Last week, Israel became the first country in the world to ban the use of models who are considered underweight. This landmark piece of legislation uses the World Health Organization's BMI standards for malnourishment as measurement of whether or not the model would be allowed to walk runways and appear in advertisements. Models will need to produce a recent medical report stating that they are above the BMI required in order to work. Time Magazine reports that it is estimated that half of Israel's 300 models will need to gain weight in order to continue working. The law also requires advertisers to disclose whether or not a photograph of a model has been retouched in order to make the model appear thinner.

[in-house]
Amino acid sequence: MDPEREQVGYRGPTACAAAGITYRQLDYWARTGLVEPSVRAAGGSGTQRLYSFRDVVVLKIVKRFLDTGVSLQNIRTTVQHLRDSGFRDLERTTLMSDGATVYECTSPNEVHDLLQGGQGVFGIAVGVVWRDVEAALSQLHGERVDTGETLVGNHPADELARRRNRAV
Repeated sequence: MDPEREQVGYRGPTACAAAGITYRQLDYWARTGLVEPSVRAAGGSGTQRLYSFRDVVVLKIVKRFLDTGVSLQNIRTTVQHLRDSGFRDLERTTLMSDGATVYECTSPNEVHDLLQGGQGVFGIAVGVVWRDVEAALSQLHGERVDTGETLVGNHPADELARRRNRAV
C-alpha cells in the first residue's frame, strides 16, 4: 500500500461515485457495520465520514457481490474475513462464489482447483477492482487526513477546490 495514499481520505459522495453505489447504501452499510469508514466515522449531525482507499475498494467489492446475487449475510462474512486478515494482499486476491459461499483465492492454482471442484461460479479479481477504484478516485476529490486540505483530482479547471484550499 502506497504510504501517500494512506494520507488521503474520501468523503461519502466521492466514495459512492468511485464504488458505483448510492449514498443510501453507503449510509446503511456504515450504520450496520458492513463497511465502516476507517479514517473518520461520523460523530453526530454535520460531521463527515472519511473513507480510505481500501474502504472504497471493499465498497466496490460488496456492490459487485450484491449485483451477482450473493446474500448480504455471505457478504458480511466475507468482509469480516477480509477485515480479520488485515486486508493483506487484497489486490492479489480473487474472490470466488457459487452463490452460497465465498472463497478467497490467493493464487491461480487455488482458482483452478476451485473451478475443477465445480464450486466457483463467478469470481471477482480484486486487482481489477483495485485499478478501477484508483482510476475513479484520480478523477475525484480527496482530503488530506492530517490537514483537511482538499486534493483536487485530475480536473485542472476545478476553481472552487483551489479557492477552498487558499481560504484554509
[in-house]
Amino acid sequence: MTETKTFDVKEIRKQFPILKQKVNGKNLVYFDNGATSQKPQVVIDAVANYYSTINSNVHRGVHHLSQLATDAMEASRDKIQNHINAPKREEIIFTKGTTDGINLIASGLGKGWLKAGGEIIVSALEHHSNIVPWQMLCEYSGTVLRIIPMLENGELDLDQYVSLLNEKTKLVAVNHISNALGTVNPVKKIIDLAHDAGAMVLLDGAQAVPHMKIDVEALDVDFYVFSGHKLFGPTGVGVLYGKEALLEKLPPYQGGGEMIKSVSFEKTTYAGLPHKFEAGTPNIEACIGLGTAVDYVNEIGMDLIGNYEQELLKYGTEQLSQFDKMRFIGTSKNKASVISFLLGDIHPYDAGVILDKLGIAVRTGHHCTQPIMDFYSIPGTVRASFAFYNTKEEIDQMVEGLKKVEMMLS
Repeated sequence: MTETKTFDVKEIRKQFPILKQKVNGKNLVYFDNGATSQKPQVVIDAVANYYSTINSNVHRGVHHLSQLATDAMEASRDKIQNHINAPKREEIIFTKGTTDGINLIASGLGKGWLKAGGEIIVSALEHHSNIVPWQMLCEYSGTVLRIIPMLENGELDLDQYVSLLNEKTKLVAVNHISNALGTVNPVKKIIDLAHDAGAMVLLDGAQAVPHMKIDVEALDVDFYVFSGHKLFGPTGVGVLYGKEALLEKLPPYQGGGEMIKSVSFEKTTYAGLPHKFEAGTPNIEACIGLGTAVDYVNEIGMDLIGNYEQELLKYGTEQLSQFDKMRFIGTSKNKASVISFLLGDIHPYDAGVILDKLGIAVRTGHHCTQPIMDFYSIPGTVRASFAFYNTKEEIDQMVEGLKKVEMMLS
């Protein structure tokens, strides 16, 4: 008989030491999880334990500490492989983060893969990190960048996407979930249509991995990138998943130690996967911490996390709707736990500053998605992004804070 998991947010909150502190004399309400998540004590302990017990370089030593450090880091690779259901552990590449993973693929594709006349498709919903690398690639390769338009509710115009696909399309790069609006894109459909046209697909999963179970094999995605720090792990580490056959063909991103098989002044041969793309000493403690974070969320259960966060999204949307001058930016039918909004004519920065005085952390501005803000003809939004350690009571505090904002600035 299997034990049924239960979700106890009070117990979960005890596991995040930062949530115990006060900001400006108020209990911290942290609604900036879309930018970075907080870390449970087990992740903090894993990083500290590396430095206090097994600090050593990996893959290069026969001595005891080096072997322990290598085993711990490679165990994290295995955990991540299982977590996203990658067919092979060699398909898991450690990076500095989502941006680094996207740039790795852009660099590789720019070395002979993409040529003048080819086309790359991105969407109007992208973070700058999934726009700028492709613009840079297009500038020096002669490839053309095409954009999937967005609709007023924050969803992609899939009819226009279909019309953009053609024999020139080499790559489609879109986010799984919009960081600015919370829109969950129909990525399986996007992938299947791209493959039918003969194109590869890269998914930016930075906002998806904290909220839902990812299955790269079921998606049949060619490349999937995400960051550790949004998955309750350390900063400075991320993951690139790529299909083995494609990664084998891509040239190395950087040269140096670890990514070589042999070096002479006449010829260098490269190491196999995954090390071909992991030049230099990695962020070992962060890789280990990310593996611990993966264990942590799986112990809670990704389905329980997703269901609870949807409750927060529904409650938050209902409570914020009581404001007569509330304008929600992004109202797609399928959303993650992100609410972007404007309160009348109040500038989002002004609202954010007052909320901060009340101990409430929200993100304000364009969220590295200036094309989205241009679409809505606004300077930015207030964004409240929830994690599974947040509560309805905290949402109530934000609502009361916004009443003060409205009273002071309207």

The law is a huge step forward in the effort towards representing healthier and more realistic people in advertisements, so that consumers aren't comparing themselves to depictions which are unattainable and unhealthy. However, it is important to remember that not all people with eating disorders are underweight - and not all people who are underweight, by WHO standards, have eating disorders. It is, like most laws, imperfect, but definitely a success in the fight against eating disorders and towards body acceptance.